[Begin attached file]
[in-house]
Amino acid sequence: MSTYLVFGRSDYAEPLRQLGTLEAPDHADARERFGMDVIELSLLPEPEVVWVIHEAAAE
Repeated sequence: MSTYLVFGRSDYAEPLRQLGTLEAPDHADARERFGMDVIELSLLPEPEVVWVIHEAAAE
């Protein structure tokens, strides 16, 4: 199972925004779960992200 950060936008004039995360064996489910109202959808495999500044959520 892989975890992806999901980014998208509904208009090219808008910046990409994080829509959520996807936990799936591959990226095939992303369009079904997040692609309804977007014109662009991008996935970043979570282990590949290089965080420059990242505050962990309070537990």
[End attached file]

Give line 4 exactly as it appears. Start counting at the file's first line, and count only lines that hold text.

């Protein structure tokens, strides 16, 4: 199972925004779960992200 950060936008004039995360064996489910109202959808495999500044959520 892989975890992806999901980014998208509904208009090219808008910046990409994080829509959520996807936990799936591959990226095939992303369009079904997040692609309804977007014109662009991008996935970043979570282990590949290089965080420059990242505050962990309070537990």